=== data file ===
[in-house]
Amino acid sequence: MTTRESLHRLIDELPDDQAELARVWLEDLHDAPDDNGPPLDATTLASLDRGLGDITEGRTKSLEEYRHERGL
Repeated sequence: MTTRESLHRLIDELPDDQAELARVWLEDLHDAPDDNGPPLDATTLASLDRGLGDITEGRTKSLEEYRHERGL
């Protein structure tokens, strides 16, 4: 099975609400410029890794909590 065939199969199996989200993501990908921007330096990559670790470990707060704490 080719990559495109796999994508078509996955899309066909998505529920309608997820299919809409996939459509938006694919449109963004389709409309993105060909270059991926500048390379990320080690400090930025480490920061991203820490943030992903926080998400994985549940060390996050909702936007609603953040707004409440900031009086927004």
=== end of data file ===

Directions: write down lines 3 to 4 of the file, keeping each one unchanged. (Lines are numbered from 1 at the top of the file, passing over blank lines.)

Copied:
Repeated sequence: MTTRESLHRLIDELPDDQAELARVWLEDLHDAPDDNGPPLDATTLASLDRGLGDITEGRTKSLEEYRHERGL
């Protein structure tokens, strides 16, 4: 099975609400410029890794909590 065939199969199996989200993501990908921007330096990559670790470990707060704490 080719990559495109796999994508078509996955899309066909998505529920309608997820299919809409996939459509938006694919449109963004389709409309993105060909270059991926500048390379990320080690400090930025480490920061991203820490943030992903926080998400994985549940060390996050909702936007609603953040707004409440900031009086927004």